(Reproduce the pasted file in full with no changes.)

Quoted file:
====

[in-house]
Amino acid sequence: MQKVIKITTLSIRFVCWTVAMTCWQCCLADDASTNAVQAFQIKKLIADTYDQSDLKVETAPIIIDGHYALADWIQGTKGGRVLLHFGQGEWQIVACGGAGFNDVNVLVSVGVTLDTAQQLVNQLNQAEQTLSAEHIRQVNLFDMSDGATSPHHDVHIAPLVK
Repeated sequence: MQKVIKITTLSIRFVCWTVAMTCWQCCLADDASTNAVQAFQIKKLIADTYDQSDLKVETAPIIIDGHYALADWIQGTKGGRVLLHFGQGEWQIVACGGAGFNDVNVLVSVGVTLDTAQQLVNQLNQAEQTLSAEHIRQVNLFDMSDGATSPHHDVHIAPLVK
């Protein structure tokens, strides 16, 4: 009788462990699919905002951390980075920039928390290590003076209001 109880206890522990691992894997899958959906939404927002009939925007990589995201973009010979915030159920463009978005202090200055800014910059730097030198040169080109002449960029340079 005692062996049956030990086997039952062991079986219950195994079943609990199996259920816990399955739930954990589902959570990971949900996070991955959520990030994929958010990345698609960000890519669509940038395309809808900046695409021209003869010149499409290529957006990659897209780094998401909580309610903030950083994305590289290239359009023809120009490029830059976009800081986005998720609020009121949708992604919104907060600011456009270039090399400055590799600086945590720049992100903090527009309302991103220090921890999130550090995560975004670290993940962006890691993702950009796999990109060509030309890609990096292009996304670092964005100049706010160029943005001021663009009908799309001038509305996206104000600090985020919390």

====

[in-house]
Amino acid sequence: MQKVIKITTLSIRFVCWTVAMTCWQCCLADDASTNAVQAFQIKKLIADTYDQSDLKVETAPIIIDGHYALADWIQGTKGGRVLLHFGQGEWQIVACGGAGFNDVNVLVSVGVTLDTAQQLVNQLNQAEQTLSAEHIRQVNLFDMSDGATSPHHDVHIAPLVK
Repeated sequence: MQKVIKITTLSIRFVCWTVAMTCWQCCLADDASTNAVQAFQIKKLIADTYDQSDLKVETAPIIIDGHYALADWIQGTKGGRVLLHFGQGEWQIVACGGAGFNDVNVLVSVGVTLDTAQQLVNQLNQAEQTLSAEHIRQVNLFDMSDGATSPHHDVHIAPLVK
């Protein structure tokens, strides 16, 4: 009788462990699919905002951390980075920039928390290590003076209001 109880206890522990691992894997899958959906939404927002009939925007990589995201973009010979915030159920463009978005202090200055800014910059730097030198040169080109002449960029340079 005692062996049956030990086997039952062991079986219950195994079943609990199996259920816990399955739930954990589902959570990971949900996070991955959520990030994929958010990345698609960000890519669509940038395309809808900046695409021209003869010149499409290529957006990659897209780094998401909580309610903030950083994305590289290239359009023809120009490029830059976009800081986005998720609020009121949708992604919104907060600011456009270039090399400055590799600086945590720049992100903090527009309302991103220090921890999130550090995560975004670290993940962006890691993702950009796999990109060509030309890609990096292009996304670092964005100049706010160029943005001021663009009908799309001038509305996206104000600090985020919390």